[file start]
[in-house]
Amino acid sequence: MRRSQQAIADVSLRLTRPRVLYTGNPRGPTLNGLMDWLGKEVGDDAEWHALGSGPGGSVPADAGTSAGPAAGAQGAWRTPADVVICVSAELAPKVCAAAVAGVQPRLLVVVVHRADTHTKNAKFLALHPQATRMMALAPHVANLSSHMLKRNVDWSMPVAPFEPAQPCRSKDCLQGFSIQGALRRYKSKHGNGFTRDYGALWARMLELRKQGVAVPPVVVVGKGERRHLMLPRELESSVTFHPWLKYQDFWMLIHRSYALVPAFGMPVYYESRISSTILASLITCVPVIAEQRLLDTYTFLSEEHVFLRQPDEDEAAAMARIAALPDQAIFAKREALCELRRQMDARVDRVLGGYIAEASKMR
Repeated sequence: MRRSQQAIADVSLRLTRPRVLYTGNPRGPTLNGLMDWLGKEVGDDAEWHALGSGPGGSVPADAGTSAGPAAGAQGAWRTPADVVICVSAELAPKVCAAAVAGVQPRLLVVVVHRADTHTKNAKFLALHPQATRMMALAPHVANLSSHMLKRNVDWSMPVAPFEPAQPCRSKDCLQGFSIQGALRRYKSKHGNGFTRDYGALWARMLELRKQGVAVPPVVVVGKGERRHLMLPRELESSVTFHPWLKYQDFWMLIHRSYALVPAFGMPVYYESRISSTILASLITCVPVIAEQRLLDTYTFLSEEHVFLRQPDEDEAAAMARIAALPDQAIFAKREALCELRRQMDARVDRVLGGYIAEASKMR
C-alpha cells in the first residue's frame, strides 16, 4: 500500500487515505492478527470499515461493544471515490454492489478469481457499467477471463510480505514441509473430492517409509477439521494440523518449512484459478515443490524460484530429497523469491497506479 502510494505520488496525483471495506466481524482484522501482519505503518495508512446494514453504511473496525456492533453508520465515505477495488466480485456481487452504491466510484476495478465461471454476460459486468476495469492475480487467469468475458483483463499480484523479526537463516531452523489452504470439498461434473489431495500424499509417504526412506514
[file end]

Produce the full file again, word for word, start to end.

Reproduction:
[in-house]
Amino acid sequence: MRRSQQAIADVSLRLTRPRVLYTGNPRGPTLNGLMDWLGKEVGDDAEWHALGSGPGGSVPADAGTSAGPAAGAQGAWRTPADVVICVSAELAPKVCAAAVAGVQPRLLVVVVHRADTHTKNAKFLALHPQATRMMALAPHVANLSSHMLKRNVDWSMPVAPFEPAQPCRSKDCLQGFSIQGALRRYKSKHGNGFTRDYGALWARMLELRKQGVAVPPVVVVGKGERRHLMLPRELESSVTFHPWLKYQDFWMLIHRSYALVPAFGMPVYYESRISSTILASLITCVPVIAEQRLLDTYTFLSEEHVFLRQPDEDEAAAMARIAALPDQAIFAKREALCELRRQMDARVDRVLGGYIAEASKMR
Repeated sequence: MRRSQQAIADVSLRLTRPRVLYTGNPRGPTLNGLMDWLGKEVGDDAEWHALGSGPGGSVPADAGTSAGPAAGAQGAWRTPADVVICVSAELAPKVCAAAVAGVQPRLLVVVVHRADTHTKNAKFLALHPQATRMMALAPHVANLSSHMLKRNVDWSMPVAPFEPAQPCRSKDCLQGFSIQGALRRYKSKHGNGFTRDYGALWARMLELRKQGVAVPPVVVVGKGERRHLMLPRELESSVTFHPWLKYQDFWMLIHRSYALVPAFGMPVYYESRISSTILASLITCVPVIAEQRLLDTYTFLSEEHVFLRQPDEDEAAAMARIAALPDQAIFAKREALCELRRQMDARVDRVLGGYIAEASKMR
C-alpha cells in the first residue's frame, strides 16, 4: 500500500487515505492478527470499515461493544471515490454492489478469481457499467477471463510480505514441509473430492517409509477439521494440523518449512484459478515443490524460484530429497523469491497506479 502510494505520488496525483471495506466481524482484522501482519505503518495508512446494514453504511473496525456492533453508520465515505477495488466480485456481487452504491466510484476495478465461471454476460459486468476495469492475480487467469468475458483483463499480484523479526537463516531452523489452504470439498461434473489431495500424499509417504526412506514